I’ve always been skeptical about New Year’s resolutions. The concept itself is not a bad one. It’s important to update and challenge oneself in order to be able to set new goals. However, we often find that these resolutions are far from being effective and sustainable over time. I would like to explain in this article why New Year’s resolutions are a trap to avoid.
Your year actually starts later
We all have different cycles within a year. These are linked to our lifestyle, our personal and professional environment and our location. Thus, in my case “the new year” in the sense of a new beginning in terms of a cycle often starts in March. This is usually the time when I start to lift my head off the handlebars and start to see more clearly about my goals.
It is then that I set up my action plan for the coming year (and thus until February of the following year). I also hate the months of January and February, which come right after the euphoria of the holidays. In January one is often brutally confronted with reality and daily life again. It takes some time to readjust. This is why I think we should avoid setting goals at the beginning of January. These goals will often be based on our excitement of the moment. However, a deeper reflection on what we are actually able to accomplish is needed.
It is not a natural intention
New Year’s resolutions are a trend that you may feel compelled to participate in even if you don’t really believe in them. And as mentioned earlier, they are often made on impulse. They are empty promises made by convention rather than for yourself. So making resolutions on January 1st of each year is far from being a natural intention that you would make on your own without outside influence. This is why I advise you to listen to yourself and learn to recognize your own rhythm. Your goals should remain personal so if you don’t want to drastically change your life habits it is your choice. And it is always better to be realistic than to set too ambitious goals that will only create stress and frustration.
There is no right or wrong resolution. There are resolutions that will be adapted to your goals and your current situation and others that will be less so. Also, a resolution doesn’t have to be impressive to be acceptable. On the contrary, it is the small changes that make the biggest successes. So, I advise you to divide your goals into small tasks that you can do regularly. Then, the more comfortable you are, the more difficult and intense you will be able to increase their difficulty and intensity over the course of the year.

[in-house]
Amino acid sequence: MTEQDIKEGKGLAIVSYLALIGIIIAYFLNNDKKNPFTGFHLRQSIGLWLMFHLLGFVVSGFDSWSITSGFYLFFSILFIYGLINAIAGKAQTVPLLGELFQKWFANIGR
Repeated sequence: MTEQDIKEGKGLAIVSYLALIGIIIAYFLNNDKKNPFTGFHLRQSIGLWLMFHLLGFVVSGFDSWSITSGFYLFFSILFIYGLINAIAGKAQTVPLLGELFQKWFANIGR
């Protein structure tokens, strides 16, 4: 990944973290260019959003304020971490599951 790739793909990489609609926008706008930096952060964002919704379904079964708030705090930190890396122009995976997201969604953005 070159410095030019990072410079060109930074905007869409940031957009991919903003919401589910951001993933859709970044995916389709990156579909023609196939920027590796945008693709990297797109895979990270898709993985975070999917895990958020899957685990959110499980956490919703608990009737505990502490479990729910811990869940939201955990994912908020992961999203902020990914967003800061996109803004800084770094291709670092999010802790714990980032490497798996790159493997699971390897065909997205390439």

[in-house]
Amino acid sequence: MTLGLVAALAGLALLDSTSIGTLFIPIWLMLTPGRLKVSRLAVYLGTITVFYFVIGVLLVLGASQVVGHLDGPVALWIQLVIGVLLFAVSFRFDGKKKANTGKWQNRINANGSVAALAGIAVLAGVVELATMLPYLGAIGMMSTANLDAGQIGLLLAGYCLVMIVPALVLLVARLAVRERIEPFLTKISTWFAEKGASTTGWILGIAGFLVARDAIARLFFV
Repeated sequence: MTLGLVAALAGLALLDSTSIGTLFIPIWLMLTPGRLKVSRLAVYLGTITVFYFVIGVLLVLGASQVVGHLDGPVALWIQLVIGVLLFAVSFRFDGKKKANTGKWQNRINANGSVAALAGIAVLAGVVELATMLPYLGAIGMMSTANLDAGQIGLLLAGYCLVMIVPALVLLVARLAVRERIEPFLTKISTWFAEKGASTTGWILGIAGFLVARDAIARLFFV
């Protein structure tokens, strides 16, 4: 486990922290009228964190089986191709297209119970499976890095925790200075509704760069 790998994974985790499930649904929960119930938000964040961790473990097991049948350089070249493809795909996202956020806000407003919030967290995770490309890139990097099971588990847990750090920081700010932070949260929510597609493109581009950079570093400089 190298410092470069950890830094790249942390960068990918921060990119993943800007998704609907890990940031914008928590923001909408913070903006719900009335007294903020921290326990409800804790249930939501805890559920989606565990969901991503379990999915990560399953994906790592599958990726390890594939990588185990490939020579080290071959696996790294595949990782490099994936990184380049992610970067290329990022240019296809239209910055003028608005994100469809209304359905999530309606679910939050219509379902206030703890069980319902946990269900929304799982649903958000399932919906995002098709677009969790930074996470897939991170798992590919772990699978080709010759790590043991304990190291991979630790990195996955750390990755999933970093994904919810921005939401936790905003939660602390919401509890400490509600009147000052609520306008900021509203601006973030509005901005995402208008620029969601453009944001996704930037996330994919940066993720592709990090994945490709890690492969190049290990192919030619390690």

For example, if you want to quit smoking, you can already set yourself the goal of reducing your cigarette consumption during the first quarter of the year. Then once you have reached this first stage, you can also perhaps limit the times when you allow yourself to smoke: in the morning with your coffee, in the evening after dinner. You’ll reach your goal gradually without the stress of having to quit right away. And it doesn’t matter if it takes you 18 months instead of 12. The most important is to stay consistent and keep in mind your ultimate goal of taking care of your health.
You’re unlikely to stick to your New Year’s resolutions
This comes from the previous points. When your intention is unnatural and you set goals that are too ambitious, then you are unlikely to keep your resolutions. How many of us abandon our goals after only a few days after realizing how unrealistic they were? And yet, like an addiction, many continue this same ritual every year, hoping that this year will be different.
It’s not the year that has to change for you to achieve your goals, it’s you. Your priority is to work on your state of mind and ask yourself why you haven’t reached your goals so far. The aim is not to make you feel guilty but simply to see what works or doesn’t work for you so that things will indeed be different in 2020 and for the years to come. Sometimes it doesn’t take much. And if you really want to make resolutions in January, the only ones I think you should make are to work on your personal development. Let go of the past mistakes and to build the positive mindset that you’ll need to reach your goals.
I hope 2020 will bring you everything you want. I’m sure this year will be a turning point for you and for me. If you want to share your views on New Year’s resolutions I invite you to do so in the comments section.